This sometimes becomes a sticking point across agencies that are concerned with oversharing sensitive data. One project OCIA took on was to create an infrastructure model in northern New Jersey near the state turnpike. The area’s water systems were a mixture of state- and investor-owned utilities that did not want their data publicly accessible, potentially revealing certain vulnerabilities within the system.
However, once the regional water model that represented what would happen should disruptions in any individual water system occur — and how that would propagate to neighboring systems — was built, utilities were able to understand disruptions they were not prepared for. Once the value was understood and the transactional nature of data sharing and its returns were felt, the utilities became more trusting and willing to hand over data.
The OCIA also has a program, called the Protected Critical Infrastructure Information program (PCII), that allows infrastructure owners and operators to share data in a protected way. If the information is shared through PCII, it would be exempt from FOIA and other public sunshine laws.
RS21 is working to build a reputation for itself and create examples of how useful these models can be. “Many times we go into cities and we know more about the city from a data perspective than the city does,” said Rath. “We can say, ‘Look at your data. This is what it's showing you.’ It's really empowering for the community.”
One project from RS21 was to create a flood inundation model of the Charleston peninsula in South Carolina. By adding in all the layers of data publicly available, they showed the National Oceanic and Atmospheric Administration (NOAA) which buildings would be flooded in the event of different categories of hurricanes. “That is very real and visceral and powerful for people to see,” said Rath. “The likelihood of them taking action when they see that is drastically increased.”
Visualization and modeling tools are not reserved solely for disaster preparedness, but have also been utilized by city planners and government architects. RS21 has also created models and data visualization to help reduce youth violence in Mexico. “I think any massive socio-economic behavioral issue that we're facing in humanity can benefit from the better visualization of data, and at a higher fidelity,” said Baumgardner.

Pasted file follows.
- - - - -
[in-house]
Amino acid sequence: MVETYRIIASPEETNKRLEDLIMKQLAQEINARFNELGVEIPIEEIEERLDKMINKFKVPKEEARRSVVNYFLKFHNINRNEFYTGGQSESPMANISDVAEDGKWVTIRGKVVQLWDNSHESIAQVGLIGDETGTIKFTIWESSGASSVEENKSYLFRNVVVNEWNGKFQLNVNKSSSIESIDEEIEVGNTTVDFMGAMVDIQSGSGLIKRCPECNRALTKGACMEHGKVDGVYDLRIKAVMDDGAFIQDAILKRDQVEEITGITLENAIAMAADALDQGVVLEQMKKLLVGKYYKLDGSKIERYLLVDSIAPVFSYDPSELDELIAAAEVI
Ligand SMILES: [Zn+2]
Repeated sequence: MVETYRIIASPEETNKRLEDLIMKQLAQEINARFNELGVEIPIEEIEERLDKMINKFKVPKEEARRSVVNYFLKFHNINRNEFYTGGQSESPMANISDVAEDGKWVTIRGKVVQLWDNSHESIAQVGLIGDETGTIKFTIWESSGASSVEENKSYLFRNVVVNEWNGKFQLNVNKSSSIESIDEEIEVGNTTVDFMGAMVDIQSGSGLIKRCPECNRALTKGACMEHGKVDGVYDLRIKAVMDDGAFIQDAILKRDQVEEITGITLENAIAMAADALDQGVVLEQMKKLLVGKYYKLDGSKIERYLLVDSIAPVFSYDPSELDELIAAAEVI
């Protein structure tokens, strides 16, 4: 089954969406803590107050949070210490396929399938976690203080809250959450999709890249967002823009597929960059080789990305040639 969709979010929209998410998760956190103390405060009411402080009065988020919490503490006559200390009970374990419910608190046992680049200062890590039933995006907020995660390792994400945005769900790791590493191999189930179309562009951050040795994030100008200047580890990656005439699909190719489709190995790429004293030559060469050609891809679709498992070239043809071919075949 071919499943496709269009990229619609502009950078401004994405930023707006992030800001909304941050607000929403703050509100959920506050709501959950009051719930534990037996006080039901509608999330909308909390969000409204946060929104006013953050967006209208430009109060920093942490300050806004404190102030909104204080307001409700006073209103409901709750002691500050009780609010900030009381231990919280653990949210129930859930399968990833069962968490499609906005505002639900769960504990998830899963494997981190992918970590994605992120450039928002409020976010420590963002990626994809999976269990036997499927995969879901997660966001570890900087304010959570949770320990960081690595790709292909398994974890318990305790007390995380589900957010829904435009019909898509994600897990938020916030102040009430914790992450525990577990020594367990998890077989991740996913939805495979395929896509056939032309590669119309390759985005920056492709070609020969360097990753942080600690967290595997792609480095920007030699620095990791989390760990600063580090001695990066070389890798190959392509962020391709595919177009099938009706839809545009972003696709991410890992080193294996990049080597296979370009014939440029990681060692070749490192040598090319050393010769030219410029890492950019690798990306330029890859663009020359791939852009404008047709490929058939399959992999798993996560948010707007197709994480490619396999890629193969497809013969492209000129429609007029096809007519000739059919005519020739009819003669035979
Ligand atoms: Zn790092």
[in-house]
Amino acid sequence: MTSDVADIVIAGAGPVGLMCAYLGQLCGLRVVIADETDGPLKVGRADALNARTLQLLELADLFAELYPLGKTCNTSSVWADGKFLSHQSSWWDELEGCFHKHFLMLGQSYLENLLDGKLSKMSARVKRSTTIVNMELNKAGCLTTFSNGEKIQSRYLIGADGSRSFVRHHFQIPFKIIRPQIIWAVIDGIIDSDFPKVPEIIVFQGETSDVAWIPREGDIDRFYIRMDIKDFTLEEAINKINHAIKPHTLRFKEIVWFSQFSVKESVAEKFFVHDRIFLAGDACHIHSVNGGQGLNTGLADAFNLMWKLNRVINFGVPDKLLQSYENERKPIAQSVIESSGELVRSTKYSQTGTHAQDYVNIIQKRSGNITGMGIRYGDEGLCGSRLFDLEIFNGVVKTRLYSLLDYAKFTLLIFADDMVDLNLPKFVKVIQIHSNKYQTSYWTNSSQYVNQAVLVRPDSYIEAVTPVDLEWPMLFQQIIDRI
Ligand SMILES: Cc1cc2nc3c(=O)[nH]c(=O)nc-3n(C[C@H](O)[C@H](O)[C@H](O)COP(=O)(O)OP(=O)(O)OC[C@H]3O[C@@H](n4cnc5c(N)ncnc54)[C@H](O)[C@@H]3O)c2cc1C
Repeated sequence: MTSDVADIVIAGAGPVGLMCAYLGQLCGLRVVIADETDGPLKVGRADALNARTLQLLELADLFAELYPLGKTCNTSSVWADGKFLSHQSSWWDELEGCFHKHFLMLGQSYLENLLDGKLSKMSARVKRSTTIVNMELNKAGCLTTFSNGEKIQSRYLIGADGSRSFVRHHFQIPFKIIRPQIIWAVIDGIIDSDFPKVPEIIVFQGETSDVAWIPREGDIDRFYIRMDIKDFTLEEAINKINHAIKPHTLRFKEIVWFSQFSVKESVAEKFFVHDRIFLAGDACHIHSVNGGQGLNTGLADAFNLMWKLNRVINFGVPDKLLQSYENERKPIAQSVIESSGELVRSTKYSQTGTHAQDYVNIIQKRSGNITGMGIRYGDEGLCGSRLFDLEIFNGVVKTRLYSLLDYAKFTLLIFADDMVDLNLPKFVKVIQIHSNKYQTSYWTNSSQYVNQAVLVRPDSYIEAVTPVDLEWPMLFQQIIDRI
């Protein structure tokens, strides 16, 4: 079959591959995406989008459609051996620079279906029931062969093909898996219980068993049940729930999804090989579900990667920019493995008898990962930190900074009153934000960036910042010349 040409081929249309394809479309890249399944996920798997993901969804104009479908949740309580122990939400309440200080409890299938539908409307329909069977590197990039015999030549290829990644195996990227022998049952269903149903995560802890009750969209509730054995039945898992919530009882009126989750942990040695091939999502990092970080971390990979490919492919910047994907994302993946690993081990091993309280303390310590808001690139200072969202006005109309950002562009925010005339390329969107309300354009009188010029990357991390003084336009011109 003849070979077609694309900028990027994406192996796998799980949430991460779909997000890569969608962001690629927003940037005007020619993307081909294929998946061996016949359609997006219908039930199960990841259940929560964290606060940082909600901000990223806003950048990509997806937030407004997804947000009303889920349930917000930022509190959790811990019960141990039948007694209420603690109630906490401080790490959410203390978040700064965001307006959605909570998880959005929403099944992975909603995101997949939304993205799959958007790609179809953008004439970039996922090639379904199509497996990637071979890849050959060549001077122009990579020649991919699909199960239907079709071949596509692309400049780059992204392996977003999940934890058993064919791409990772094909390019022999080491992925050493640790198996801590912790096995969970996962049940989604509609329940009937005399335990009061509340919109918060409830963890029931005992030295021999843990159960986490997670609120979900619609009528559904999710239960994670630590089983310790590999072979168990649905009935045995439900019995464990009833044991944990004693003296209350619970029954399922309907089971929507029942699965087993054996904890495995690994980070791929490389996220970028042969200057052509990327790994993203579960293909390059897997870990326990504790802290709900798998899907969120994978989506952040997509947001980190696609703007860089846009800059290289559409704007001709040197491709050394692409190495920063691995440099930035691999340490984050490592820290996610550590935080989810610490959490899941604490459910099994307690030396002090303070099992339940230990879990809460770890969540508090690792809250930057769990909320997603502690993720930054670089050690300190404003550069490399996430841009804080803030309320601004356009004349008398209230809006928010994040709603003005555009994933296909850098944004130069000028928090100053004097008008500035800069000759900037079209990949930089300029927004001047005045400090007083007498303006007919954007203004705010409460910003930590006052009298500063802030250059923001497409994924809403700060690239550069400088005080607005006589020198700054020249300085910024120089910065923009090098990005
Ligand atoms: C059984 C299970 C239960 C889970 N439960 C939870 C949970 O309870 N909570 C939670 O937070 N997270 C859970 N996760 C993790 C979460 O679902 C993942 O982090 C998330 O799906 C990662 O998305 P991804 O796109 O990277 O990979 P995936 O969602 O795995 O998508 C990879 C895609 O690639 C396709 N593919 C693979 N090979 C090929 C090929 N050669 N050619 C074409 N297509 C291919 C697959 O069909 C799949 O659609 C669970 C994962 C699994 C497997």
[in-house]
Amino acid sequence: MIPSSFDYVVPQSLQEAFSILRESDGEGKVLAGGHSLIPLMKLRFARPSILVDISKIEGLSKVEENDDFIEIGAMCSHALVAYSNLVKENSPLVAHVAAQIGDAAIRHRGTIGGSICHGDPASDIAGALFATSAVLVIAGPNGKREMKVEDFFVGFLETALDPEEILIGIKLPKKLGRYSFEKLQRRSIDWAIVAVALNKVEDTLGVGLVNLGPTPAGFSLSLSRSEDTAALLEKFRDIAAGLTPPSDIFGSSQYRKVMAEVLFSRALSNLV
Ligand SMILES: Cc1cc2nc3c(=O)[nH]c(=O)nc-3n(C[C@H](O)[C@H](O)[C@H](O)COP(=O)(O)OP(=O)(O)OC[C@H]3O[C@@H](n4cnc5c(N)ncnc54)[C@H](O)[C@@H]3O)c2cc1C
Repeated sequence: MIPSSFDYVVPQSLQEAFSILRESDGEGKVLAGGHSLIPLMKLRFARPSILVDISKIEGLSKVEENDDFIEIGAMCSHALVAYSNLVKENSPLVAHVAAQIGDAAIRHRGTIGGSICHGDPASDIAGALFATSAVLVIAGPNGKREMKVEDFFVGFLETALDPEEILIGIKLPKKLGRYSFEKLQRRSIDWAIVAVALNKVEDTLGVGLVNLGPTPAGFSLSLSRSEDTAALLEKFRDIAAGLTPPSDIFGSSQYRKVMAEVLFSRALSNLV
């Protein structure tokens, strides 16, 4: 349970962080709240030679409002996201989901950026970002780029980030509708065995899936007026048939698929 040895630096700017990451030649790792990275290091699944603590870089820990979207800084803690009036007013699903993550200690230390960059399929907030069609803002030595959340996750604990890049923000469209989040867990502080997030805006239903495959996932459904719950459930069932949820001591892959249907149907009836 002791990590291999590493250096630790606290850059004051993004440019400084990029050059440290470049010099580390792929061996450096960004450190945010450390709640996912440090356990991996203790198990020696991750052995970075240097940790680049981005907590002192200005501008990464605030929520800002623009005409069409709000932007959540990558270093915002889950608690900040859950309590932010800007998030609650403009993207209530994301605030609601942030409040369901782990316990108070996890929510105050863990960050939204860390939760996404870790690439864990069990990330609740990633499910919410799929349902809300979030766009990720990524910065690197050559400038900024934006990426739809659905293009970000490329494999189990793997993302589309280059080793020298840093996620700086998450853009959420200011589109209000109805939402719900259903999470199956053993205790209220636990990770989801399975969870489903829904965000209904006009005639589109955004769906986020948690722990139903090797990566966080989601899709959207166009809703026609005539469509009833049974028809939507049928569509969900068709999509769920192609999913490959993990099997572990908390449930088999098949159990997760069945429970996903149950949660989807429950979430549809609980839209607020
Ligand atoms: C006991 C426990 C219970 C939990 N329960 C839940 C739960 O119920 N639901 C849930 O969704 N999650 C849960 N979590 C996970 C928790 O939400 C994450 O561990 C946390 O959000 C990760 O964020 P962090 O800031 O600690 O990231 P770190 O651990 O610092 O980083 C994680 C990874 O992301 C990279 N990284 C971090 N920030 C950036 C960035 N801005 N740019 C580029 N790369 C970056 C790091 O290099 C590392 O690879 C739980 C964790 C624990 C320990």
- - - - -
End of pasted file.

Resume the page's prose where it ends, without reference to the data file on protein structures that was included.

Another data visualization player has helped Chicago map both its above-ground infrastructure and underground assets. An online tool from Cityzenith allows users to “point and click on any building and retrieve the entire history in one consolidated place,” said Chairman and CEO Michael Jansen.
The program has been used to log 311 calls by residents, consolidating information in order to see long-term trends and problematic areas. The underground mapping, provides planners a sophisticated 3-D visualization of their underground assets paired with complex data. While the company has pivoted to focus on architecture, engineering and construction firms working in smart cities, many tools are provided to the cities for free.
Data visualization and modeling is also a game changer for sustainable infrastructure, explained Dominique Davison, CEO of PlanIT Impact. The online tool creates models based on federal, state and local data about potential infrastructure being built with regard to energy, water use, stormwater drainage, greenhouse gas emissions, proximity to public transportation and more.
Data visualization is where the information market is headed, Wales reiterated, as the potential for these technologies is hard to overstate.
“We think that really it's a way to engage with our customers and our stakeholders in a way that just can't be done staring at PDF files,” he said. “If we have this conversation in a year, I'll hopefully be telling you a lot of success stories about the feedback that we're getting from folks about what we're deploying in the future.”
Ryan McCauley was a staff writer for Government Technology magazine from October 2016 through July 2017, and previously served as the publication's editorial assistant.